'Octomom' charged with welfare fraud

The woman known as the "Octomom" was charged with welfare fraud after allegedly failing to report nearly $30,000 in earnings.

Nadya Suleman, 38, who gained fame in 2009 when she made medical history by giving birth to octuplets, all of whom survived, was charged Jan. 6, the Los Angeles County District Attorney's Office said in a news release issued Monday.

She is being charged with one count of aid by misrepresentation and two counts of perjury by false application for aid, the release said. The mother of 14 children allegedly failed to report the extra income she earned between Jan. 1, 2013 and June 30, 2013.

Suleman is scheduled to be arraigned Friday at the Foltz Criminal Justice Center. Prosecutors will ask that her bail be set at $25,000.

If convicted, she faces up to five years and eight months in jail.

Suleman gained instant fame on Jan. 26, 2009, when she gave birth to eight children at a southern California hospital. In the days that followed, she was reportedly showered with offers for book and movie deals, reality TV shows and a mountain of free baby stuff.

But as the publicity faded and her debts -- which at one point were reportedly as high as $1 million -- piled up, Suleman had to turn to other means of making money, including endorsing birth control for pets, making a pornographic video, posing for semi-nude photo shoots and participating in celebrity boxing matches.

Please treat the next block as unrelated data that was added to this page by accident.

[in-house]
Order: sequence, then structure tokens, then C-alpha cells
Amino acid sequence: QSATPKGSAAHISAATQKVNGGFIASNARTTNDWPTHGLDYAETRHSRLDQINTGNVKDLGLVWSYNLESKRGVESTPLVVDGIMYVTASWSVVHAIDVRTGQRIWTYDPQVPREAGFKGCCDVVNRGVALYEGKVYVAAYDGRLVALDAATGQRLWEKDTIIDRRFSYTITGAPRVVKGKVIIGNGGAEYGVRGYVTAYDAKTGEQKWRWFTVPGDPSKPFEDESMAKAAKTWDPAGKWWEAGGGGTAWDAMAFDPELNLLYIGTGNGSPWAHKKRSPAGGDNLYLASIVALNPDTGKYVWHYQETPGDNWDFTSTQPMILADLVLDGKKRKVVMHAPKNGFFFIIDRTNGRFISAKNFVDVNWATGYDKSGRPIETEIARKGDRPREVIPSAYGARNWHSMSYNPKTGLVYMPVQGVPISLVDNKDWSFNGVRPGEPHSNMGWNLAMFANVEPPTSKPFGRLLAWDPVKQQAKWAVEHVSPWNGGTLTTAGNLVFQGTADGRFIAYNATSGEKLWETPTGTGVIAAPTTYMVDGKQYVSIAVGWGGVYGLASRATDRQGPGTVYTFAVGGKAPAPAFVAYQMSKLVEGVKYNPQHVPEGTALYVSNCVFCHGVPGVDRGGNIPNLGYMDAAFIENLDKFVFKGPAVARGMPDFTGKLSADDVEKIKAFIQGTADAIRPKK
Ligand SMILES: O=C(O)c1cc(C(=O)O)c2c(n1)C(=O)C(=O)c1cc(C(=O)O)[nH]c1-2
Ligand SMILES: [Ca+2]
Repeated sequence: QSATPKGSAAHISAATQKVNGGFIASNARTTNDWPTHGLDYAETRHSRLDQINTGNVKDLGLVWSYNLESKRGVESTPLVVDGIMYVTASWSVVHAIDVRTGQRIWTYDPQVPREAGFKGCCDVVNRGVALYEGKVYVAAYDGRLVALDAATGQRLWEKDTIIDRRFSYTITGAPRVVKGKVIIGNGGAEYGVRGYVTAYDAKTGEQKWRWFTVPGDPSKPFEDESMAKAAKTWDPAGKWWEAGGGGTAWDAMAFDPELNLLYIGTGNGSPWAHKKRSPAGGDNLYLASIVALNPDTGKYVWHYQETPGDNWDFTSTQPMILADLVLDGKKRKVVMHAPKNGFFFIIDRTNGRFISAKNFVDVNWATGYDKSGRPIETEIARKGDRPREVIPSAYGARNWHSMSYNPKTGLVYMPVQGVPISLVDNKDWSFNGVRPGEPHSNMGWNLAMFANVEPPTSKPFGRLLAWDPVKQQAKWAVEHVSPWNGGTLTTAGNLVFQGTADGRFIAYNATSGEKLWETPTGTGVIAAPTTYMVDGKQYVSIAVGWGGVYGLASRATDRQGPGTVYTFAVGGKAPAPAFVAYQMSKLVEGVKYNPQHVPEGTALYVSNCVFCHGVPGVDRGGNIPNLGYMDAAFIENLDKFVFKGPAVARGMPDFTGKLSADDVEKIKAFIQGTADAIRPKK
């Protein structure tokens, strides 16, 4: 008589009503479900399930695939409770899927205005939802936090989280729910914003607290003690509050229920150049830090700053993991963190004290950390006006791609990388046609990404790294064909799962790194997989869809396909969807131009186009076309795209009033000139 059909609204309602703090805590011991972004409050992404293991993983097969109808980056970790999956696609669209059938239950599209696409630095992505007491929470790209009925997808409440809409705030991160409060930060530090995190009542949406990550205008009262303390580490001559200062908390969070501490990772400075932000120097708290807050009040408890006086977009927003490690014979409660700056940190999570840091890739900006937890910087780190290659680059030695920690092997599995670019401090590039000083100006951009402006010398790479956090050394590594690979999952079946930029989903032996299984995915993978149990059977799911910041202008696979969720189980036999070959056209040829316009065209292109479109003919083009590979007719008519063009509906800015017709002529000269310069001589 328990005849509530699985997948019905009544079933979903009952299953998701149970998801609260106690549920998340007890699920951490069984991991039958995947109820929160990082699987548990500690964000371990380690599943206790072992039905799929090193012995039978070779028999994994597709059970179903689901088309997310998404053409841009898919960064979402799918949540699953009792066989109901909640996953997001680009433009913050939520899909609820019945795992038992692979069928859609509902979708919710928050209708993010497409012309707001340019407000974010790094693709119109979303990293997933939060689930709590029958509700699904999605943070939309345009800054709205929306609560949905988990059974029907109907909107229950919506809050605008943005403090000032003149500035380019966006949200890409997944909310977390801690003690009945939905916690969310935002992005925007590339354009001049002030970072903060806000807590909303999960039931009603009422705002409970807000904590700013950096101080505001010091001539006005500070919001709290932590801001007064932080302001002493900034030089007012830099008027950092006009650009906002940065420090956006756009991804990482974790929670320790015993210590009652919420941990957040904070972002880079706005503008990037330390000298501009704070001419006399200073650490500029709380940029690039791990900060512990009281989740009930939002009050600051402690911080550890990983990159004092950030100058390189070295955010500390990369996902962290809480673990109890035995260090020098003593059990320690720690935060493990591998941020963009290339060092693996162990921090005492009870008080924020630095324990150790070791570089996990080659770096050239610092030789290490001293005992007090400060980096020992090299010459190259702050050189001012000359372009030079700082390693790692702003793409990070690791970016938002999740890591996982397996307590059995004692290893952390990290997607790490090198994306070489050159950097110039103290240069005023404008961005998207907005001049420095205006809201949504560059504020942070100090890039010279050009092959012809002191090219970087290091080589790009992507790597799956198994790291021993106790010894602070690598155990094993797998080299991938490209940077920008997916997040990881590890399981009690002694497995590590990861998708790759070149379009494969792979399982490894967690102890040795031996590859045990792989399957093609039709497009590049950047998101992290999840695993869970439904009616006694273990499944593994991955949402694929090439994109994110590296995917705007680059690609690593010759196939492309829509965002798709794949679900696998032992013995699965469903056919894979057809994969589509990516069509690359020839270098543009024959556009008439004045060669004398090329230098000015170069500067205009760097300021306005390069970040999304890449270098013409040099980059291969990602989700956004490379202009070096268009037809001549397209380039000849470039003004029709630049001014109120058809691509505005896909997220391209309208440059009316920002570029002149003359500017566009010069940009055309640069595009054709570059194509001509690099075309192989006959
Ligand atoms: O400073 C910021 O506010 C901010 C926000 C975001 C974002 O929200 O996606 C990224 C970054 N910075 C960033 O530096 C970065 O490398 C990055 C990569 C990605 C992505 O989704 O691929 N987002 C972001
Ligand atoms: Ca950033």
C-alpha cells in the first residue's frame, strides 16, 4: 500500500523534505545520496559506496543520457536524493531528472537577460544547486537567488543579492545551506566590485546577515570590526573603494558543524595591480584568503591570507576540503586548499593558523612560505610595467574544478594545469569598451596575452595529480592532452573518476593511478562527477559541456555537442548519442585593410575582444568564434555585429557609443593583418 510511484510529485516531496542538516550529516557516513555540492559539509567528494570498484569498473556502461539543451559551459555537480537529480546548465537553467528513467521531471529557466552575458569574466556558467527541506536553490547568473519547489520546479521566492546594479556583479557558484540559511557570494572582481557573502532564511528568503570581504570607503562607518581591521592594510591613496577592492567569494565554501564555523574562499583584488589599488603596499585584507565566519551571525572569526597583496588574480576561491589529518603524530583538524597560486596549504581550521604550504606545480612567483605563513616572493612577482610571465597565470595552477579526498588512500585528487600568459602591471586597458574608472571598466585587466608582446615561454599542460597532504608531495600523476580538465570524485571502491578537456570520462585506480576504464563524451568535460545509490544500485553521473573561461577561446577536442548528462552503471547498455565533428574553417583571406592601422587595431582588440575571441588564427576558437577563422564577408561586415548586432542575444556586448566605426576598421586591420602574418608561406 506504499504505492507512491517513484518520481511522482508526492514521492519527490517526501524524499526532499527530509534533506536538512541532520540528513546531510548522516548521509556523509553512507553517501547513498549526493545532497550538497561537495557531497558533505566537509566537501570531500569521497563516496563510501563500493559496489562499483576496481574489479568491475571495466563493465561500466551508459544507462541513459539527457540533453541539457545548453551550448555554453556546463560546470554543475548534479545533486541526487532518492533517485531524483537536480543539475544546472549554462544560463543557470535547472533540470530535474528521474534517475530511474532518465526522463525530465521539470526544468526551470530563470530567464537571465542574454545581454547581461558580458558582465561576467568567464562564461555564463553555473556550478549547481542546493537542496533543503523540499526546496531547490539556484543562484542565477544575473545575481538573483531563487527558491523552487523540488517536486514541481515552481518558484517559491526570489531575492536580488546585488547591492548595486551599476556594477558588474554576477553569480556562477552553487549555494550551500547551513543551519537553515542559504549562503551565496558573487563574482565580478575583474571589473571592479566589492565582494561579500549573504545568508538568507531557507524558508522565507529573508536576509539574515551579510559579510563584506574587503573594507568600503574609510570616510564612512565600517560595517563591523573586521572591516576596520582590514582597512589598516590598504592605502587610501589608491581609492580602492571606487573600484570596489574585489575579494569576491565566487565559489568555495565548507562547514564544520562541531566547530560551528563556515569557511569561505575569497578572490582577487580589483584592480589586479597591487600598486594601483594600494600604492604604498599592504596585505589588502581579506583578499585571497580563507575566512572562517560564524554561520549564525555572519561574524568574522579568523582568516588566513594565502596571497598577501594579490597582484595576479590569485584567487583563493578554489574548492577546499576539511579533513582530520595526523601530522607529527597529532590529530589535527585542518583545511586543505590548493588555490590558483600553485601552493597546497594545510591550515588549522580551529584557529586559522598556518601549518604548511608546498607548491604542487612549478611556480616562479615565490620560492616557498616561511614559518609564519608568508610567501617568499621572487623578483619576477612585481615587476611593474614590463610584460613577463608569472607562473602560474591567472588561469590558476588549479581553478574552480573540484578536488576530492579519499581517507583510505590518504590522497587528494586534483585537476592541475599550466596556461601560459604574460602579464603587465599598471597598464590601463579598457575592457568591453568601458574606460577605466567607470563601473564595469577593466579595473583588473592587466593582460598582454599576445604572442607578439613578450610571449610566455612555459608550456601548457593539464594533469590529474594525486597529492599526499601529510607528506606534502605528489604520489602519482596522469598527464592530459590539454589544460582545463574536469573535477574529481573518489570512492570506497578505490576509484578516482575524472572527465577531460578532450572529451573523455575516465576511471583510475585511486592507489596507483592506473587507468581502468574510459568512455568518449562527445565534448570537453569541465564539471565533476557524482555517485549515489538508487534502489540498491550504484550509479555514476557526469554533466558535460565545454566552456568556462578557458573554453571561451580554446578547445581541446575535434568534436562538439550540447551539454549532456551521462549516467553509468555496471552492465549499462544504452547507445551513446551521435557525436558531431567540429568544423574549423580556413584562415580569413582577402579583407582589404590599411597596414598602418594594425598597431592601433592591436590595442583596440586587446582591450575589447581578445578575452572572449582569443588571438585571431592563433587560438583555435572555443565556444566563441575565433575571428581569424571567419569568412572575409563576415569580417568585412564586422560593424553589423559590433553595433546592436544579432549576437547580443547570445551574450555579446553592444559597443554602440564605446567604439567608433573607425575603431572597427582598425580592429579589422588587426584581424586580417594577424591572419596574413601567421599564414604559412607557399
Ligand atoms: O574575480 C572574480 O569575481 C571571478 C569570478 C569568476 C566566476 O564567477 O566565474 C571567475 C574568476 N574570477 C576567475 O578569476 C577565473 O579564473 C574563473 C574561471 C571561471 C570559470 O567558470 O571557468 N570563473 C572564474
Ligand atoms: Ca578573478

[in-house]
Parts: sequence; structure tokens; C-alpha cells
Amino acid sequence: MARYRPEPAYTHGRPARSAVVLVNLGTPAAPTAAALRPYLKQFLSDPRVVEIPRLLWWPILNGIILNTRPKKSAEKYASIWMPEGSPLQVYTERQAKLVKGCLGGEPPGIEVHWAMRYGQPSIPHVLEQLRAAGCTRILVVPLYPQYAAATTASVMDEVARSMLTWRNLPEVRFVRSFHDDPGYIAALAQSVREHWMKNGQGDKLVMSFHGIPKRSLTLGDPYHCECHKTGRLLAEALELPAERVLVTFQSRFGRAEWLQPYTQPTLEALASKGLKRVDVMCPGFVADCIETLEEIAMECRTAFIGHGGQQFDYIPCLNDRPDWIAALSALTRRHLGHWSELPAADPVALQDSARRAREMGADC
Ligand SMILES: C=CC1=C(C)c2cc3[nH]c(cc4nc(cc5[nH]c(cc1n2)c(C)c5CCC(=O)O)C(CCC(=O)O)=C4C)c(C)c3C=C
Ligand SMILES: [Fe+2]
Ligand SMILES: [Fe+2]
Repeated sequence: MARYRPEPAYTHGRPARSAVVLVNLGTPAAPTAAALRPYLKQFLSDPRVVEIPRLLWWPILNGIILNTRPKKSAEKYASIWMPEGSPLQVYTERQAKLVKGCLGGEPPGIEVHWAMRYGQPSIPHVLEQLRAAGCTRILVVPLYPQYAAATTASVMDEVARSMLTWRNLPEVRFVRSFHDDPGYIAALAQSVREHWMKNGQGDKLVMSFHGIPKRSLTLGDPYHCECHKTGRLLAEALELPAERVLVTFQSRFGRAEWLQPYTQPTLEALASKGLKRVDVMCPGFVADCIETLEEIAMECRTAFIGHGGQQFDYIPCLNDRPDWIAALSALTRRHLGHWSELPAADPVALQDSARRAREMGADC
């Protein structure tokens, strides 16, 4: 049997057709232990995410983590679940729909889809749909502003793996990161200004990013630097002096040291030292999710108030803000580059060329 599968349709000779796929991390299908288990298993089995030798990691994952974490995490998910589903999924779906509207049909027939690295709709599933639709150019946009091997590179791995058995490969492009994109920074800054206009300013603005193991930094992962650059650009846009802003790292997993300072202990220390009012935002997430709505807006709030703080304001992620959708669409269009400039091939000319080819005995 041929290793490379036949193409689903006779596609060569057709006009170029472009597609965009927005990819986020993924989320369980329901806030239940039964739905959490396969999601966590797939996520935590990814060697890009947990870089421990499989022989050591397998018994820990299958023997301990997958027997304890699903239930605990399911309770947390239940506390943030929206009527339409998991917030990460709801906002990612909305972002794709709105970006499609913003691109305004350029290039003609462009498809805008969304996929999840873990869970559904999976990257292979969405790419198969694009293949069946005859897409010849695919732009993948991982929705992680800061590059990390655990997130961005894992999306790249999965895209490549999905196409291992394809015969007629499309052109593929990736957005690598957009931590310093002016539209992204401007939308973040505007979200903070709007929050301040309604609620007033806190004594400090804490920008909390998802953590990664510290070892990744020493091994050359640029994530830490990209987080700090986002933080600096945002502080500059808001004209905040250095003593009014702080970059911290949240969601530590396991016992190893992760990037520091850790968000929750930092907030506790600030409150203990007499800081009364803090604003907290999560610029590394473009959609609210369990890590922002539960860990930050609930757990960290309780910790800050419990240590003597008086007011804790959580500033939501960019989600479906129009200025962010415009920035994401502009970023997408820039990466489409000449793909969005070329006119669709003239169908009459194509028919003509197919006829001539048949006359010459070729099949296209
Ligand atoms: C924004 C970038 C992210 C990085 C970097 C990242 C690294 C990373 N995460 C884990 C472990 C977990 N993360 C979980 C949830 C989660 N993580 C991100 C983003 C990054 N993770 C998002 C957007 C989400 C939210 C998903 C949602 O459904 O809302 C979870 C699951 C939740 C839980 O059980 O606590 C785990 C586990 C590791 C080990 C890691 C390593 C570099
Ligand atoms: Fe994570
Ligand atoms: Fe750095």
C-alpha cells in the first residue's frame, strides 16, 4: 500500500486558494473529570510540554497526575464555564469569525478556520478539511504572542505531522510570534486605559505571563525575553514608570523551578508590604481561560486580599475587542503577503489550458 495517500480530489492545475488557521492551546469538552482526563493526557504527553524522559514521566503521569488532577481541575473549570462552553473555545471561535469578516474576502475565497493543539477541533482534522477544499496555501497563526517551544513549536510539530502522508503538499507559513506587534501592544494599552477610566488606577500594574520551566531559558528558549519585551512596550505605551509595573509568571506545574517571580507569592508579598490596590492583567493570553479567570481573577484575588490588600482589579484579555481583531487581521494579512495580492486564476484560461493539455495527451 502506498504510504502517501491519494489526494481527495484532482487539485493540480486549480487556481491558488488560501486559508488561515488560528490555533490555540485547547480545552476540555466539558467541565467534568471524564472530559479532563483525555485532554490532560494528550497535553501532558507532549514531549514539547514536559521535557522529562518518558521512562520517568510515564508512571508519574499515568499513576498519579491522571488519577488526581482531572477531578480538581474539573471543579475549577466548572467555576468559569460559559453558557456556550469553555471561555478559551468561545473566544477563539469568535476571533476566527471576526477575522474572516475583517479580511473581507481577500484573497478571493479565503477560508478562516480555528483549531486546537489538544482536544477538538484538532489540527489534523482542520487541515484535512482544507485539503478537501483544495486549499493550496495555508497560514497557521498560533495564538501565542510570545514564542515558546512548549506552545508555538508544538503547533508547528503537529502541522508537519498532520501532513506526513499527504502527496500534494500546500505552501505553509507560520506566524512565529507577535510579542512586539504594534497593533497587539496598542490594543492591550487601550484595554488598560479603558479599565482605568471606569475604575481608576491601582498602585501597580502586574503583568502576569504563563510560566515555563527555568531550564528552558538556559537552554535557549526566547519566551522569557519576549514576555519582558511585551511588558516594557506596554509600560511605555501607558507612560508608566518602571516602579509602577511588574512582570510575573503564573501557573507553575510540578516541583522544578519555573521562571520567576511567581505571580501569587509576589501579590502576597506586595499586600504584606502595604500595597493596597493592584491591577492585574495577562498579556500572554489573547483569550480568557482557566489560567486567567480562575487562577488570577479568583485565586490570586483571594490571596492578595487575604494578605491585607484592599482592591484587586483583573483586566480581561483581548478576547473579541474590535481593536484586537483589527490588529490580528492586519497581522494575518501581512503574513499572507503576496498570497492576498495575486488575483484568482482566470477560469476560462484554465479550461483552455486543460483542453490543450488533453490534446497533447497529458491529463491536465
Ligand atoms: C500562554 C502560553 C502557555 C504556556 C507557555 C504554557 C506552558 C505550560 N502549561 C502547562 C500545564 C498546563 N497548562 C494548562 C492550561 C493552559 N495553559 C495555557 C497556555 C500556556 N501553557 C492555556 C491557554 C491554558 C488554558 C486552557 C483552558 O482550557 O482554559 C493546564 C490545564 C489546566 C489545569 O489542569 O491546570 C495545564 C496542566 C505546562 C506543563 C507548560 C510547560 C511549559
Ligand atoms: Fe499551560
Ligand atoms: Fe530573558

Last year, she spent several weeks in a rehabilitation center for what her former publicist said was anxiety, exhaustion and stress.

As they approach their fifth birthdays, her octuplets are the world's longest-surviving set. Suleman has shielded them from much media attention, but occasional video and print articles seem to indicate the children are growing up healthy, even though they were born nine weeks premature.

The smallest of the eight, who weighed less than 2 pounds at birth, didn't go home from the hospital for nearly three months.

Suleman's other six children range in age from 7 to 12 and include one set of twins. One of the older children is autistic.

Efforts by The Associated Press to reach Suleman through recent associates Monday were not immediately successful.

The Associated Press contributed to this report.